FAN Club Puppets Speak to Young Audiences
Network, Spring 2004
Simon, Jason, Tara and Marcus are members of a troupe of actors who are making a big impression on young children in schools in the Grey Bruce area. They seem to have the same kinds of problems that all kids have: the class bully who always gets his way, the smart kid who makes you look and feel stupid. Some things just never change. But the actors have some answers that make sense, and the way they act out their stories makes sense to their young audience too. These actors aren’t just ordinary kids though, they are child-sized puppets, worked by puppeteers who stand behind them and provide the voice.
“When I first heard about this I thought that the puppeteer would dominate, but it’s not at all like that,” says Marion Wright, executive director of CMHA, Grey Bruce Branch. “The children identify completely with the puppets. First of all these are their peers. They speak to them in their lan-guage about everyday events. And they don’t use adult or mental health care terms about these experiences.”
Each puppet in the Friends and Neighbours (FAN) Club has a name and a character that is uniquely his or hers — a complete biography, in fact — and that character is maintained throughout the presentation and carries over into the question-and-answer period that follows each skit. To reflect the cultural diversity in the Grey Bruce area, the troupe includes two First Nation puppets. One of the most pop-ular puppets is Bingo, a big, hairy, scruffy dog. But perhaps the most unusual one is Nicholas Oliver Teen (Nick-O-Teen) — a puppet with a problem, he is a four-foot-high cigarette with bags under his eyes and a hacking cough. The response to these puppets has been so positive that Grey Bruce Branch is planning to have a fan club where children can write in with their questions to the puppet of their choice, and the puppets will reply.
The focus of the program is children aged 4 to 11. A typical show lasts about 30 minutes and includes a skit or presentation followed by a question-and-answer period. Activity books have also been developed so that the teachers can build upon the topics pre-sented and do follow-up work in the classroom. Although the primary venue is through the schools, Grey Bruce Branch is also looking at day-care centres and holiday camps.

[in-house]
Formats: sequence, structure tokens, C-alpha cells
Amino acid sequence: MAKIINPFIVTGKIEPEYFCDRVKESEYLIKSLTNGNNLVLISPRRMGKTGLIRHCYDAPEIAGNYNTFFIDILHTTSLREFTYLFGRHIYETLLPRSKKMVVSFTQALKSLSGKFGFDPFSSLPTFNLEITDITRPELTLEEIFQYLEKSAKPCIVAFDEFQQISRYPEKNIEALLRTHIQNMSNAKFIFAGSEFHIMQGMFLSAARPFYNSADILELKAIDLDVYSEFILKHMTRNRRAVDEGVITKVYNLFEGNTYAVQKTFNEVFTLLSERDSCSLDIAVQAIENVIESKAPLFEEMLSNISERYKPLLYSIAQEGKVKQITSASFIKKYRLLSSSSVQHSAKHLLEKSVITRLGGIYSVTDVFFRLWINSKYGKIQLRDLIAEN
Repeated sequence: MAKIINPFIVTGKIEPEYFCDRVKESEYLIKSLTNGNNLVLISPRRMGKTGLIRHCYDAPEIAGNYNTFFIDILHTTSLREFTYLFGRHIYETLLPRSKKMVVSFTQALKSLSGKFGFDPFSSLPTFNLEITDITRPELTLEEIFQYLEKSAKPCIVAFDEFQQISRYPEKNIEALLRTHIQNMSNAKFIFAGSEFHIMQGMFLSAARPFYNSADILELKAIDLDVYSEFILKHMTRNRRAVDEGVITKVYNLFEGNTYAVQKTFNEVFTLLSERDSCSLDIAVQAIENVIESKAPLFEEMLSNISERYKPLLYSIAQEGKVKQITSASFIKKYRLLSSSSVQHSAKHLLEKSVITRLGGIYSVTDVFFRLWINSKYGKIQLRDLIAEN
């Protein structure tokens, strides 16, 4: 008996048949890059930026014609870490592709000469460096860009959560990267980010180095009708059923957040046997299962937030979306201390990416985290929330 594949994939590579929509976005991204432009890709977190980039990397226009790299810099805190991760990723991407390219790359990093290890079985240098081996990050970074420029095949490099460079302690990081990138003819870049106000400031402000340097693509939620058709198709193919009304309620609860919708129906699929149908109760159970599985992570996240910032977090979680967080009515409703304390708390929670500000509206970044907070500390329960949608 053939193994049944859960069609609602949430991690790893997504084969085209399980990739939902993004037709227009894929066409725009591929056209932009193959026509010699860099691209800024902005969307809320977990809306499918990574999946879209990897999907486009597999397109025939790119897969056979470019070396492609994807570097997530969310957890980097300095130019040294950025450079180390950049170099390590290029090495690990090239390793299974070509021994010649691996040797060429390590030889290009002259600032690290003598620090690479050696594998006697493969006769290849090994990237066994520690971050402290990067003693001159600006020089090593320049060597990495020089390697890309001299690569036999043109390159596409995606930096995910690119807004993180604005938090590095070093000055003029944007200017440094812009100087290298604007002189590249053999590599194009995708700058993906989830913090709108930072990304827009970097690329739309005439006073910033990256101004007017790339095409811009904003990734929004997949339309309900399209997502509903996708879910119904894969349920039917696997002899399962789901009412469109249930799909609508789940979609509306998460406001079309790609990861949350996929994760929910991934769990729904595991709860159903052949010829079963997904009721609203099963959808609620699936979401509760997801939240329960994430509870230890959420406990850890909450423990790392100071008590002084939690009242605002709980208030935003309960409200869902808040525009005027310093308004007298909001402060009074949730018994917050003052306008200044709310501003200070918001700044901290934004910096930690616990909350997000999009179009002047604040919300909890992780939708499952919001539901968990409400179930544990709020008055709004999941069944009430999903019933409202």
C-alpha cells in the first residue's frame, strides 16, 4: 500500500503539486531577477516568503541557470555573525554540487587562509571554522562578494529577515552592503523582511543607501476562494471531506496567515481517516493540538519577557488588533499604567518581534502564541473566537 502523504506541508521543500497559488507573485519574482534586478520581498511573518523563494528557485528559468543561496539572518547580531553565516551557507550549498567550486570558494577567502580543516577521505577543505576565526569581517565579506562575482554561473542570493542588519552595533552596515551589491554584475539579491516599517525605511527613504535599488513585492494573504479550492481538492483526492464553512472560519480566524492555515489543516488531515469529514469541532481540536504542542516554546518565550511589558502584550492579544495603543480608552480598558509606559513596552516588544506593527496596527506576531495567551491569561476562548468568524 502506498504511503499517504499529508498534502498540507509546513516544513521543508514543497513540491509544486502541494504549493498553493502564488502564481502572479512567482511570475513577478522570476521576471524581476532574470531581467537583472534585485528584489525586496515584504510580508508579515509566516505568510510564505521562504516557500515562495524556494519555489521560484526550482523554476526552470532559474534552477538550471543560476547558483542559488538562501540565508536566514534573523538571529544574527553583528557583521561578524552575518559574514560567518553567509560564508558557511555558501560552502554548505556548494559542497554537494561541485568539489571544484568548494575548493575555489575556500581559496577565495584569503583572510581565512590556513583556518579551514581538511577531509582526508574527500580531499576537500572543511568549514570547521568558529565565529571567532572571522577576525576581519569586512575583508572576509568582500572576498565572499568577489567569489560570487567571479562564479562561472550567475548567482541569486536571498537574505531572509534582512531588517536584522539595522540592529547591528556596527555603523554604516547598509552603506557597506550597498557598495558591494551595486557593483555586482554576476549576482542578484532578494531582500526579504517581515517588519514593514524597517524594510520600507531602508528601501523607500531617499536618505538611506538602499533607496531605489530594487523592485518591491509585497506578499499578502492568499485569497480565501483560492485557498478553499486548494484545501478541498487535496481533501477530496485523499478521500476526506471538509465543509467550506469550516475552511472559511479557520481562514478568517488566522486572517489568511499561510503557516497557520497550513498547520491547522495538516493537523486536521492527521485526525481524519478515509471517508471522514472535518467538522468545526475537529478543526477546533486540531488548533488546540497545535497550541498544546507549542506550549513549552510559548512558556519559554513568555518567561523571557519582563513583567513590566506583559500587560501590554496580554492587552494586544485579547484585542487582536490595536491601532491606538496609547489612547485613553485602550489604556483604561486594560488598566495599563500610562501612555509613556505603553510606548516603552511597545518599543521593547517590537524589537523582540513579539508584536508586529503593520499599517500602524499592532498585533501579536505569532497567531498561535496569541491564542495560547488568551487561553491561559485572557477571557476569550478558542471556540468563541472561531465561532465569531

The Phoenix Centre for Children and Families in Pembroke, Ontario, who initially developed this program, continue to make the puppets and write the scripts. With the help of a steering committee of community representatives, CMHA, Grey Bruce Branch then adapts each script to reflect the needs of the local community.
The main thrust of the program is to raise awareness of good mental health while dealing with issues such as bullying, self-esteem and attention deficit disorder, but there has been a side benefit to the program. Most of the puppeteers are young people from the community who are involved in drama clubs at high school. Not only have they been trained to operate the puppets, but because they also have to answer the questions raised by the children at the end of each presentation, they have received quite intensive training on mental health issues. “We’re not just reaching the younger children with strategies to ensure good mental health,” says Wright. “We are also, through our training program, able to discuss how important good mental health is with the teenagers who are working the puppets.”
The FAN Club is raising awareness at all levels within the community. They have received strong endorsement for the program from the school boards in the area, and local sponsors have covered the cost of the puppets and scripts. “The FAN Club is all about primary health prevention and mental health awareness. The skits that we do and the topics we cover from a child’s perspective are paramount to building good mental health,” says Wright. “This program is a joy.”
For more information on the Grey Bruce Friends and Neighbours (FAN) Club, call CMHA, Grey Bruce Branch at 519-371-3642.
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